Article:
5. I don't have time. It's going to take FOREVER to figure out how to do this.
  6. I hate asking for help, but I'll never be able to figure this out on my own. Who would possibly agree to help me with this project? I can't PAY anyone to help me. They'd have to do it out of the goodness of their heart. I don't want to IMPOSE on anyone. 
  7. I'd have to shoot this after work one day and I'm going to be exhausted and the light might be all gone and shooting at night might be hard. I don't know what to expect since I've never done this before.

And here's what I told myself to be able to get all my resistant thoughts to SHUT UP...and let me do my WORK already:

  1. Even though I have never uploaded any video to YouTube before, I know TONS of people who do that alllll the time, so it really can't be that hard. If I allow my self enough time, I'm sure I can figure it out. And if I need help I can think of at least 3 people off-the-top-of-my-head that I could call to assist me. No problem.
  2. Even though I only have an iPhone to record with...that's FINE. It doesn't need to be super high quality. The purpose of me posting these videos is not to win cinematography awards, it is to RECORD a snapshot in time of where I am at with these monologues that I worked on this year. That's allllll. An iPhone is a perfectly adequate tool for this purpose.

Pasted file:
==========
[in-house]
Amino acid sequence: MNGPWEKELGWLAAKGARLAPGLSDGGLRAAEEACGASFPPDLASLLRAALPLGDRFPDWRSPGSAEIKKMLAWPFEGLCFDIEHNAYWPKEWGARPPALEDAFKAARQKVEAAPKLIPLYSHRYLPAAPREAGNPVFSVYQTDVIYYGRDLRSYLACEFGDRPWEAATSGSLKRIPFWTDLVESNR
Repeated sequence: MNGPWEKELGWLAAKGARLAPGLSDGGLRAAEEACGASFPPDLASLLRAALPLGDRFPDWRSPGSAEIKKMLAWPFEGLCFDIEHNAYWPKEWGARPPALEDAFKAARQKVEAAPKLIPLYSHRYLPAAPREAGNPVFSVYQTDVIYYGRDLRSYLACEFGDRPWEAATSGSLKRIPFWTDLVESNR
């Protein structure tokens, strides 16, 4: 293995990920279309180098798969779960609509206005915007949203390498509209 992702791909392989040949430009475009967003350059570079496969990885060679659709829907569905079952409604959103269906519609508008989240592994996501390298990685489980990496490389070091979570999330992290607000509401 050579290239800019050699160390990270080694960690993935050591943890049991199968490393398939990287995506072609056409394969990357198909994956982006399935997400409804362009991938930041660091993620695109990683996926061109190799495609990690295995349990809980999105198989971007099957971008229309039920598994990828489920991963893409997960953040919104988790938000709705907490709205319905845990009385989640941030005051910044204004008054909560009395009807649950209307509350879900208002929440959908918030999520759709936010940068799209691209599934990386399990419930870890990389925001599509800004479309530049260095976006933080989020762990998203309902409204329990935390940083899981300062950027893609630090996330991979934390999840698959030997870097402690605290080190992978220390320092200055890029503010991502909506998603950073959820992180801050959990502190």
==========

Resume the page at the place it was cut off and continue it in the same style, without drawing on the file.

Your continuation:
3. So what if your acting is too big? So what if you look ridiculous? Who cares? YOU ARE A WORK IN PROGRESS and so are these monologues. There are going to be moments in the pieces that you LOVE and are proud of...and things that you see that you'd like to improve. (DON'T LET THE PERFECT BE THE ENEMY OF THE GOOD! That's what I've been telling myself from day one of this blog.) Don't judge yourself! Get SOMETHING up there! You've shared soooooo much about this entire experience through your writing. Don't chicken-out now! Be courageous! Show your acting work! That's what this is all about, right? Some people will love it and some people with think it's total crap...That's okay. Either will have overcome your fear of showing your all it's flawed glory...AND THAT'S SUCCESS.
  4. As for casting folks...the ones that see it and don't like it...probably won't contact me. But there may be people that see it and think..."Hey, I've got a project that girl might be right for...Let me email her and give her a shot."  OR....If I get a lot of really negative feedback on it...I can always take it try again. It's a learning process...And I can get better at it...but only if I start somewhere.
  5. Time? Reaaaaally, Virginia? If you have time to watch Failure Club on Yahoo! Screen (my favorite show right now), then you have time to get on your computer and figure out how to make this YouTube uploading thing happen. Just start by logging-in to the website. Start there. The rest will happen naturally. Oh! And make an appointment on your calendar to shoot the video. If you don't schedule it into your ain't gonna happen.